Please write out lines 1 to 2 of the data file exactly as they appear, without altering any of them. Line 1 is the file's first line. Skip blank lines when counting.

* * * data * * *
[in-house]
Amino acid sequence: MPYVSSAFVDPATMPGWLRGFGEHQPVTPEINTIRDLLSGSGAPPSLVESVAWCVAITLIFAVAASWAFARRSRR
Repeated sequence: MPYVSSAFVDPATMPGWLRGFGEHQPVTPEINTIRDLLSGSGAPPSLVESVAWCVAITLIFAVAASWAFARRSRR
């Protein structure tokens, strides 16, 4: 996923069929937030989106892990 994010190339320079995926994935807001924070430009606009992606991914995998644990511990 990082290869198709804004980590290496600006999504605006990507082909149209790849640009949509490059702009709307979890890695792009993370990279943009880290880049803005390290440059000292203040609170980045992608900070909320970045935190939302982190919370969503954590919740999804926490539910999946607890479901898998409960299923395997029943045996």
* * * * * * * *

[in-house]
Amino acid sequence: MPYVSSAFVDPATMPGWLRGFGEHQPVTPEINTIRDLLSGSGAPPSLVESVAWCVAITLIFAVAASWAFARRSRR